Hustler 32 “Gunslinger" 1982

I have tried to think of a number of different titles for this piece which I hope will be of interest. I first sailed with JOG in 1978 and for nearly 15 years I was a keen participant sailing on a variety of boats. I then took a long children sabbatical before buying an elderly X95 followed by my current boat Jedi. For most of this 45 year period I have been a JOG member. While the child sabbatical left a gap in my experience the other years were very significant for JOG and for yacht racing and in many ways my story encompasses a very significant time for both.

My first JOG race was on a Nicholson 30 called “Trilogo” belonging to the Nat West Bank SC, a boat which was fast but notorious for being very wet. Over the years this was followed by a Waarship which was a Dutch designed 23 foot home built quarter tonner, this was a boat that was frequently re-built during our races. I did my first cross channel race to Le Harve on that boat, and if you think that is extreme a few years later someone took a J24 on that race, something that I suspect would not be permitted these days. Amongst the other boats on which I sailed were “Gunslinger” a Hustler 32, “Gunslinger 2” a MGRH 30 capable of amazing performance but sadly poorly built and therefore very short lived. This was followed by a Mustang 30 called “Another Dram”, an Oyster Lightwave 395 “Rapscallion”, a Yamaha 33 “Tarquah 5”, an MGRH 34 “Halcyon” and more recently my own X95 “Thistle VI” followed by my current boat “Jedi”. It used to be that there was a size limit for JOG, I cannot recall if this was an actual size limit or a Rating limit, but the typical boat was about 30 foot and a big boat was around 36 foot, over the years this was gradually relaxed.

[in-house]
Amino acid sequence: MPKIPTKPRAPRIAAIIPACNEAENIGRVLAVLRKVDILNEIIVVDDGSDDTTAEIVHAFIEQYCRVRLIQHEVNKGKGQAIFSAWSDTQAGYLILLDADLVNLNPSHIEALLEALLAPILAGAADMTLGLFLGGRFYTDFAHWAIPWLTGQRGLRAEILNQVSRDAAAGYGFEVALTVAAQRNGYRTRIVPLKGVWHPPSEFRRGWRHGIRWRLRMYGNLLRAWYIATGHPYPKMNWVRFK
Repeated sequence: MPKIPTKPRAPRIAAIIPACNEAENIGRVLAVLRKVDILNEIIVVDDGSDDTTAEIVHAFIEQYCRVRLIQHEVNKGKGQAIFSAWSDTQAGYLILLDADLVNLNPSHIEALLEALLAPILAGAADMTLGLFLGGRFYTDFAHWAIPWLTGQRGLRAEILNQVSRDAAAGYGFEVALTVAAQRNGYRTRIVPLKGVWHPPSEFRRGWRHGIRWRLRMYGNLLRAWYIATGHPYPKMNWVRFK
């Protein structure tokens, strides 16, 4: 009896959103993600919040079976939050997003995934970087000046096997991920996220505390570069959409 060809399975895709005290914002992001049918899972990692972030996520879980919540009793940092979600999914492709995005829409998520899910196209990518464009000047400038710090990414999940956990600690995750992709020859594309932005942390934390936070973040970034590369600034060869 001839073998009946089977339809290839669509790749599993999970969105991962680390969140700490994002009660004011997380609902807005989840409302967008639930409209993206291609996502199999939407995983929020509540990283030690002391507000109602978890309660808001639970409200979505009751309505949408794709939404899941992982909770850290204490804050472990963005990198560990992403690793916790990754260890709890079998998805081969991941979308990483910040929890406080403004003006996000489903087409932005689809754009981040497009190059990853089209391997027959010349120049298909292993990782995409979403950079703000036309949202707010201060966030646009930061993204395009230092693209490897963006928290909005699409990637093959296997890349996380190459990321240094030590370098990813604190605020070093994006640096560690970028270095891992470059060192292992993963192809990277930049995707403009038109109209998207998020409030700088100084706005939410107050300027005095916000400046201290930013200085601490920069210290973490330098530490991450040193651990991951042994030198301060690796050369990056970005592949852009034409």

Back in 1978 JOG was tied into the International Offshore Rule (IOR) but this was beginning to fall into disrepute as a rule that was encouraging cheque book yachting and boats that were designed to rate favourably sometimes without great regard for seaworthiness. Many say that this fall from grace was hastened by the infamous Fastnet Race of 1979, but in fact it was a few years before change arrived in the form of Channel Handicap, which has now become IRC. JOG, always keen to encourage sensible and economic development, was one of the first clubs to adopt Channel Handicap. The problems of IOR also encourage the development of One Design classes which lead to some very successful designs the best known of which are probably David Thomas’ “Impala” and “Sigma 33”, in slightly more recent years this has been followed by the success of J Boats of which my J109 is a good example, all boats well known on the JOG circuit.

Back in 1978 JOG races started from the Royal Albert Line at Southsea, at the time most RORC races started and finished off Fort Gilkicker. This meant that racing boats were often concentrated in Portsmouth Harbour, in contrast to the situation these days when Hamble and Cowes tend to be the centre of the racing fleets. In 1984 or 1895 JOG moved to the current start line off Cowes Green. The story of the move of JOG to its current line off Queens Road Cowes centres not on some important change to yachting, but was the result of the fact that Bob Lloyd (a past Captain of JOG) and Brian Goulder (the then secretary of JOG) bought flats in the house at Queen’s Road, a house which rather conveniently had a summer house and flag pole just by the road.